Samsung’s photo “remaster” knows what this baby pic is missing: teeth
Samsung’s recently caught some flak after widespread reports that its camera software fakes zoom pictures of the moon, but things may be about to get way more unsettling. A Verge reader wrote in on Wednesday to tell us that the company’s software is adding teeth to pictures of their seven-month old daughter.
This reader says they recently got an S23 Ultra, and decided to try out the Remaster feature in Samsung’s photo-viewing app, Gallery. (It’s the default photo app for the phone, and the feature is available inside the camera if you visit your photo roll.)
They expected something like what Google Photos does, suggesting specific adjustments and filters, unbluring pictures, and the like. Instead, they got the results you can see below, with the original image on the left and the “Remastered” one on the right.
So… this is some nightmare fuel. Sure, it erases some unsightly snot (can’t have the world thinking that this baby isn’t ready for its close-up 100 percent of the time), but it also appears to look at the baby’s tongue and immediately jump to “I know what that should look like: a nice row of fully-grown teeth!”
The reader also sent us a video of the Remaster feature turning their daughter’s tongue into teeth in another picture, which makes it seem like it’s not just a one-off glitch.
I wasn’t able to reproduce these teething issues myself, using the same version of the Gallery app on a regular S22. I tried remastering half a dozen photos of babies (and even a screenshot from the updated, less-toothy Sonic trailer ) and never saw anything like what this user got. I also wasn’t able to find any other people reporting this type of issue, so it’s impossible to say for sure what’s going on.
We reached out to Samsung for comment but didn’t immediately receive a response.
Samsung’s website says the Remastering feature “removes shadows and reflections automatically to make your pictures look great.” Unlike Samsung’s explanation of the Scene Optimizer feature that added details to the moon, Samsung’s description of the Remaster feature doesn’t even including any handwaving about “AI” or “deep-learning.” It doesn’t even really sound like the beautification filters that we’ve seen on phones for years, with teeth-whitening filters that could maybe, possibly, misfire in such an upsetting way. Based on what Samsung wrote, I’d basically expect it to just tweak my exposure settings, similar to Google Photos’ “Enhance” feature.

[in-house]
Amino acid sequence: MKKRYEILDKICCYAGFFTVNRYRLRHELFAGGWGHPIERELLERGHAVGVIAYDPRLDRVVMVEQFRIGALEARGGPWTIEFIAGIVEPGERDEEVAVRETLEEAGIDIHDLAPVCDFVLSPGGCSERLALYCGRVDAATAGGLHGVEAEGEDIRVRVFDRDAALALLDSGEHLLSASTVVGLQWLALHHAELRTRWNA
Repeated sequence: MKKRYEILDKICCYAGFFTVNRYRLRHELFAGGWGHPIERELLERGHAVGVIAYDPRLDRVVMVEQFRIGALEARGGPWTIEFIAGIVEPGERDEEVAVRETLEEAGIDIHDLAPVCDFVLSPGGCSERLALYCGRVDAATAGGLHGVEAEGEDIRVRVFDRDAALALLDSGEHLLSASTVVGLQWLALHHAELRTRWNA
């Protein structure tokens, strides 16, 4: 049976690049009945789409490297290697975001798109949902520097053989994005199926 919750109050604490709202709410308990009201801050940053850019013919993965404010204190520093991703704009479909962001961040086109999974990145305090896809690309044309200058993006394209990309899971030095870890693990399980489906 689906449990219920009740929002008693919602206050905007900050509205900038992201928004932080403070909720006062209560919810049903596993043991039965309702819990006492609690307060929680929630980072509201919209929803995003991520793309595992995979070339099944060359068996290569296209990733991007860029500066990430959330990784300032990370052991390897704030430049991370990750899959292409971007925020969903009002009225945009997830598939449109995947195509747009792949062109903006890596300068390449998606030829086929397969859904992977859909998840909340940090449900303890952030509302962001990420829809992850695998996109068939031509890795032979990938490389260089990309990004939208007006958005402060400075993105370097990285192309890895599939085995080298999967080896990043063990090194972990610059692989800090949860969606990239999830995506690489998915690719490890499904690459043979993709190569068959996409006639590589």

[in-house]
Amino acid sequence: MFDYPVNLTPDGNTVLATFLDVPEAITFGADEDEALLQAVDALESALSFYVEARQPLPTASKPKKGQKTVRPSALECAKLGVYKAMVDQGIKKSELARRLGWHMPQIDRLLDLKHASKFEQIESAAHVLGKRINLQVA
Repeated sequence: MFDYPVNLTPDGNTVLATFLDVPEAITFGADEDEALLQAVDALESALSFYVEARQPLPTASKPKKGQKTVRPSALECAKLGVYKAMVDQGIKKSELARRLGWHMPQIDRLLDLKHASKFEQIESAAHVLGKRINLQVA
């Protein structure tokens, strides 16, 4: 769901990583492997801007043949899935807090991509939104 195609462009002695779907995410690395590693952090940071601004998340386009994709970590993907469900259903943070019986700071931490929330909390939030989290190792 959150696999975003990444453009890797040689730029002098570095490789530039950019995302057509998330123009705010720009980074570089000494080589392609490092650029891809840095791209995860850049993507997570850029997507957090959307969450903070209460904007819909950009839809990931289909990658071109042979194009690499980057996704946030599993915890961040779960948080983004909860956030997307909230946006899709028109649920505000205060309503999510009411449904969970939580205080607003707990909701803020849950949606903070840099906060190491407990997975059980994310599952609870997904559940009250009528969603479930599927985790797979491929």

So where are the teeth coming from?
The reader described the resulting picture as “far more disturbing than a faked moonshot if you ask me,” and I somewhat agree — the altered moon pictures just look like slightly better pictures of the moon, whereas this is the embodiment of the unsettling teeth tweet.
However, I will say that there is a difference in context here. The moon fakery happens automatically in the camera app if you have a certain feature on. Here, you still have to explicitly ask for a remaster (which you have the option of discarding, leaving the original intact). The moon story sparked discussions about what exactly it means to take a photograph, whereas this is mostly just a story about an editing feature taking a much-too-agressive bite. If Samsung was using AI to yassify babies or give them teeth straight out of the camera we’d be having a very different conversation here, but for now, that’s not what’s happening. But I still hate looking at it.